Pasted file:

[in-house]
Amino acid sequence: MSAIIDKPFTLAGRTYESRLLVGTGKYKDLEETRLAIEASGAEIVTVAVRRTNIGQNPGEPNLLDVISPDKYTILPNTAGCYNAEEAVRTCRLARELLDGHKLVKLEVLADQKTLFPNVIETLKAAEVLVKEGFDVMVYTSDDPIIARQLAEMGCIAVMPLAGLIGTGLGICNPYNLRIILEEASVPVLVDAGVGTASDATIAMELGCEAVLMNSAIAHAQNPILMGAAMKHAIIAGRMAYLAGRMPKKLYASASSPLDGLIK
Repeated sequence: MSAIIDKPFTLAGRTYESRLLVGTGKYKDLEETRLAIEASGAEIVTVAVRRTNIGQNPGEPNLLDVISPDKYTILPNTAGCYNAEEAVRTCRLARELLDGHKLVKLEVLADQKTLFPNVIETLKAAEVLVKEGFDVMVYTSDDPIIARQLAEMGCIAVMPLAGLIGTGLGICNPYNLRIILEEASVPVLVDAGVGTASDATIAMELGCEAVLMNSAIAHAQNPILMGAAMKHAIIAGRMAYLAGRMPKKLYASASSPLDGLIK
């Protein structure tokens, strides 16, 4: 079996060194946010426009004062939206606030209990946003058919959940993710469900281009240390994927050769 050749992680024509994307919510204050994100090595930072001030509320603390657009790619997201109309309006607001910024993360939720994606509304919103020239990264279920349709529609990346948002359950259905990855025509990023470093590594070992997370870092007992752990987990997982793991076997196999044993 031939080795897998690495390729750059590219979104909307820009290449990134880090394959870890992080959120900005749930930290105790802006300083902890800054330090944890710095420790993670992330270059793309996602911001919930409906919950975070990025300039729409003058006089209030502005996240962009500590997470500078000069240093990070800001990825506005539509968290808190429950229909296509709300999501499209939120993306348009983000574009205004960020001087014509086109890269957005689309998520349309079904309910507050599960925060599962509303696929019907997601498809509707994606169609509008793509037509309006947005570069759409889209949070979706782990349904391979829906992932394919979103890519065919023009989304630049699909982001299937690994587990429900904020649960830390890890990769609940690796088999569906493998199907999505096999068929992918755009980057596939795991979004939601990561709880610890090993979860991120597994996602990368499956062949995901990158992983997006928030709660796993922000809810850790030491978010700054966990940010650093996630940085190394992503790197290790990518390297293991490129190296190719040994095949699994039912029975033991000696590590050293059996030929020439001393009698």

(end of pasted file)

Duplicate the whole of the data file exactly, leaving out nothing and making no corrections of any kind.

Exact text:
[in-house]
Amino acid sequence: MSAIIDKPFTLAGRTYESRLLVGTGKYKDLEETRLAIEASGAEIVTVAVRRTNIGQNPGEPNLLDVISPDKYTILPNTAGCYNAEEAVRTCRLARELLDGHKLVKLEVLADQKTLFPNVIETLKAAEVLVKEGFDVMVYTSDDPIIARQLAEMGCIAVMPLAGLIGTGLGICNPYNLRIILEEASVPVLVDAGVGTASDATIAMELGCEAVLMNSAIAHAQNPILMGAAMKHAIIAGRMAYLAGRMPKKLYASASSPLDGLIK
Repeated sequence: MSAIIDKPFTLAGRTYESRLLVGTGKYKDLEETRLAIEASGAEIVTVAVRRTNIGQNPGEPNLLDVISPDKYTILPNTAGCYNAEEAVRTCRLARELLDGHKLVKLEVLADQKTLFPNVIETLKAAEVLVKEGFDVMVYTSDDPIIARQLAEMGCIAVMPLAGLIGTGLGICNPYNLRIILEEASVPVLVDAGVGTASDATIAMELGCEAVLMNSAIAHAQNPILMGAAMKHAIIAGRMAYLAGRMPKKLYASASSPLDGLIK
């Protein structure tokens, strides 16, 4: 079996060194946010426009004062939206606030209990946003058919959940993710469900281009240390994927050769 050749992680024509994307919510204050994100090595930072001030509320603390657009790619997201109309309006607001910024993360939720994606509304919103020239990264279920349709529609990346948002359950259905990855025509990023470093590594070992997370870092007992752990987990997982793991076997196999044993 031939080795897998690495390729750059590219979104909307820009290449990134880090394959870890992080959120900005749930930290105790802006300083902890800054330090944890710095420790993670992330270059793309996602911001919930409906919950975070990025300039729409003058006089209030502005996240962009500590997470500078000069240093990070800001990825506005539509968290808190429950229909296509709300999501499209939120993306348009983000574009205004960020001087014509086109890269957005689309998520349309079904309910507050599960925060599962509303696929019907997601498809509707994606169609509008793509037509309006947005570069759409889209949070979706782990349904391979829906992932394919979103890519065919023009989304630049699909982001299937690994587990429900904020649960830390890890990769609940690796088999569906493998199907999505096999068929992918755009980057596939795991979004939601990561709880610890090993979860991120597994996602990368499956062949995901990158992983997006928030709660796993922000809810850790030491978010700054966990940010650093996630940085190394992503790197290790990518390297293991490129190296190719040994095949699994039912029975033991000696590590050293059996030929020439001393009698």